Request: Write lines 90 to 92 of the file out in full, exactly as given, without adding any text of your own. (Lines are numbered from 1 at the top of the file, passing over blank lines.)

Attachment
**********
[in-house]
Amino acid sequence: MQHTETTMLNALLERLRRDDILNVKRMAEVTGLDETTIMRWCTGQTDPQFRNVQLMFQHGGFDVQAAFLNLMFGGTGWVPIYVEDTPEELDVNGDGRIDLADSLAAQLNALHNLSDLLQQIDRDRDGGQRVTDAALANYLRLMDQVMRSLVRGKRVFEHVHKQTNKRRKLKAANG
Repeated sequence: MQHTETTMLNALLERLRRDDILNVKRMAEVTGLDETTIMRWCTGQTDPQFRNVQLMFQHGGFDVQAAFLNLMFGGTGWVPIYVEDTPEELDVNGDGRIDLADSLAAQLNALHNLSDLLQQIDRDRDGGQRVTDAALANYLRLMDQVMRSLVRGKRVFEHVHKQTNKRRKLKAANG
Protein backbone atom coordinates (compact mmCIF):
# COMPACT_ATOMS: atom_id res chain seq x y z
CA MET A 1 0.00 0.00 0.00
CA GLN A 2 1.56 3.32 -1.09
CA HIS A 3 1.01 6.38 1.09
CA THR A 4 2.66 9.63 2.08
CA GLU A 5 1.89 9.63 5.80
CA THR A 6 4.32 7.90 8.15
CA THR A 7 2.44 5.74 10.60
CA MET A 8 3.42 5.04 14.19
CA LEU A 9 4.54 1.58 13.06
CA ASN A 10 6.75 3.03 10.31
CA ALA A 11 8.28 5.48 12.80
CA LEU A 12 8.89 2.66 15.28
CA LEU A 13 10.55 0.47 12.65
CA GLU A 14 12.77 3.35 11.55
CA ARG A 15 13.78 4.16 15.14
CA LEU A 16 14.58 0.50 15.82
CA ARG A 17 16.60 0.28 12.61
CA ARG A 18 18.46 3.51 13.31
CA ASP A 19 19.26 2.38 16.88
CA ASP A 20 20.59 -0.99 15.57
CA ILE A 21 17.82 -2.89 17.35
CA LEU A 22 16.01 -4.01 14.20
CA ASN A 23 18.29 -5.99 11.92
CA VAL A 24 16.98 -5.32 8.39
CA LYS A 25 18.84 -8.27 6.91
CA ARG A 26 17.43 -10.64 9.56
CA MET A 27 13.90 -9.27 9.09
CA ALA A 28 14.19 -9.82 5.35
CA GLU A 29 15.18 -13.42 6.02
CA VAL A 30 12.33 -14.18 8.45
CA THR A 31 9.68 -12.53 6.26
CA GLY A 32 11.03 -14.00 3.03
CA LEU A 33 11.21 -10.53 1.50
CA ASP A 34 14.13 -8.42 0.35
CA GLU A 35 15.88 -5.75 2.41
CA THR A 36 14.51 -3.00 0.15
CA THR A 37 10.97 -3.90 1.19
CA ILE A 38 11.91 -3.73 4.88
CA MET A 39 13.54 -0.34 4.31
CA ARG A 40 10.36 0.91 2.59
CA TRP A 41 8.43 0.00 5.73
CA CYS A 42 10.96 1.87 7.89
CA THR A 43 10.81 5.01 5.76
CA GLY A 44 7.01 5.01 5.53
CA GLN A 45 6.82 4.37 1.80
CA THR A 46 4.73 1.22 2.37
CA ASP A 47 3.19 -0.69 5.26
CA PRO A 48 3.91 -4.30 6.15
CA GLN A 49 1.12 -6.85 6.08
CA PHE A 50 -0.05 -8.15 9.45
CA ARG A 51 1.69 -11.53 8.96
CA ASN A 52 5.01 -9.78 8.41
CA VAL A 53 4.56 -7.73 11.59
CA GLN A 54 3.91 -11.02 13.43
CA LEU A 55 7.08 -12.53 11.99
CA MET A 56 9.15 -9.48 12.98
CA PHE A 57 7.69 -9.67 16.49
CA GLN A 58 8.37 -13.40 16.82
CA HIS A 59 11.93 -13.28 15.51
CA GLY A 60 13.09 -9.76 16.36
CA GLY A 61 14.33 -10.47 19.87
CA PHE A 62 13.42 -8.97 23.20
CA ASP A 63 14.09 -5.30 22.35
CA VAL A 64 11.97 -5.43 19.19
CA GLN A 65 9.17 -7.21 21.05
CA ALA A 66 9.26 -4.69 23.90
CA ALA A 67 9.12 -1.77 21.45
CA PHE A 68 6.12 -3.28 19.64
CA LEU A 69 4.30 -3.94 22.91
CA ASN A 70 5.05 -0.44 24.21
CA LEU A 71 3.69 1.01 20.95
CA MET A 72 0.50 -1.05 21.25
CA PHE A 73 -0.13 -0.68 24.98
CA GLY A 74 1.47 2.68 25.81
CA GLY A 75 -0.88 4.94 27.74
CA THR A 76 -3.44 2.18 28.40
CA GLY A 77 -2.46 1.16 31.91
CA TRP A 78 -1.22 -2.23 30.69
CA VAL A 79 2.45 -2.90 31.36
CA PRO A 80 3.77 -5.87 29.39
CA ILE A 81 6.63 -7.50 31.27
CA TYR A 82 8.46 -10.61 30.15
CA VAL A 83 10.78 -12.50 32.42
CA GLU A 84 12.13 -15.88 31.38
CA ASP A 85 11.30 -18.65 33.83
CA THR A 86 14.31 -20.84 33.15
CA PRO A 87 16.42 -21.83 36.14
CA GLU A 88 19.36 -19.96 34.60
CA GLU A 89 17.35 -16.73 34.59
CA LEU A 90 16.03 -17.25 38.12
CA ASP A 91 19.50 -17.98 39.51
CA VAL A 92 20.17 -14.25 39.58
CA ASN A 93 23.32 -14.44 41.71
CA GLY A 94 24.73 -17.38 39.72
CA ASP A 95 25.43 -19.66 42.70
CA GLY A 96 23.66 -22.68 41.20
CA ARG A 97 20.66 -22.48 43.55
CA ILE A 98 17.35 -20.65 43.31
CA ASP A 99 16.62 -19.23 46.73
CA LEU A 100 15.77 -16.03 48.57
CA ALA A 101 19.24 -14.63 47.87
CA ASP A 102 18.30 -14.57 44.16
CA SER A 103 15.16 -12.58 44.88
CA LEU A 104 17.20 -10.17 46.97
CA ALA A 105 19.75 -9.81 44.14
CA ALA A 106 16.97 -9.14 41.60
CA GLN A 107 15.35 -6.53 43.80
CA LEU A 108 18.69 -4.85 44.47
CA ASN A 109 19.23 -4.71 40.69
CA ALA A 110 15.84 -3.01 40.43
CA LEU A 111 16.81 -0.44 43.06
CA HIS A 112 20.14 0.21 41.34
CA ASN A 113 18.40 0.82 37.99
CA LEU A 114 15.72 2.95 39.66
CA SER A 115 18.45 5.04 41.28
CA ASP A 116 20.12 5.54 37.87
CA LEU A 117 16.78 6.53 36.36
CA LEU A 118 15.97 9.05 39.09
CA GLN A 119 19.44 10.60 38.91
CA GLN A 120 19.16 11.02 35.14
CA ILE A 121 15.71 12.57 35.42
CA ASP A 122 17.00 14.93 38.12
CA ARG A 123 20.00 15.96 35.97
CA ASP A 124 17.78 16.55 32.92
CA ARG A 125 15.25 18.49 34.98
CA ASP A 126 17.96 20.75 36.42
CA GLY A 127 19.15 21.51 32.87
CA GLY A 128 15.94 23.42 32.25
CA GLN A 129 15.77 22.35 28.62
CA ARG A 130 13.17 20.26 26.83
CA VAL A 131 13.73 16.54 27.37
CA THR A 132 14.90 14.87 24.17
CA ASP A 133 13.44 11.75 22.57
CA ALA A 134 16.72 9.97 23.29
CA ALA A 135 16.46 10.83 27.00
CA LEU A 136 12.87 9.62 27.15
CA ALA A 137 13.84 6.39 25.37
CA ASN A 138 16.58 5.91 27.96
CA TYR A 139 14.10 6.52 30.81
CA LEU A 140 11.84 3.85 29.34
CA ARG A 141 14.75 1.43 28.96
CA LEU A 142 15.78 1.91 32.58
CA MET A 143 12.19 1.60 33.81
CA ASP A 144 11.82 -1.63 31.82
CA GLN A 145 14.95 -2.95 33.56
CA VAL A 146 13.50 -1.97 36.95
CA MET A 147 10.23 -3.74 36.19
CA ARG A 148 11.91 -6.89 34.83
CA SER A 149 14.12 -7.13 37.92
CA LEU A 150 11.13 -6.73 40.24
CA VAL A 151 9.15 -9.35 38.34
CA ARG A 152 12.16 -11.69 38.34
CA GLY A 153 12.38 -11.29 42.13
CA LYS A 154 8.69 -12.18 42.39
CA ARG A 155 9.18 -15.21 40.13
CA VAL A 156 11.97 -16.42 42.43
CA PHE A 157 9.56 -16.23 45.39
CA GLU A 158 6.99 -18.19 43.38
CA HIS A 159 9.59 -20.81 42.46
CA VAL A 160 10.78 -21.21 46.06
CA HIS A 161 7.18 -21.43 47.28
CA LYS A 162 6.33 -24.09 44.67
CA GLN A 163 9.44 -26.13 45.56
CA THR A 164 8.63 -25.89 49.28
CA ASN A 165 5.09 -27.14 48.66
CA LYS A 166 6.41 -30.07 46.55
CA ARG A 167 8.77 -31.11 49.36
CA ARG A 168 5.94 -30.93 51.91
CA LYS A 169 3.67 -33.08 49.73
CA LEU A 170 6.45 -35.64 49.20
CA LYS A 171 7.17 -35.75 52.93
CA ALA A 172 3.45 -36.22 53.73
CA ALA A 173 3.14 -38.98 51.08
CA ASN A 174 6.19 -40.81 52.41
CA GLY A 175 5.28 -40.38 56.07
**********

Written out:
CA ASP A 85 11.30 -18.65 33.83
CA THR A 86 14.31 -20.84 33.15
CA PRO A 87 16.42 -21.83 36.14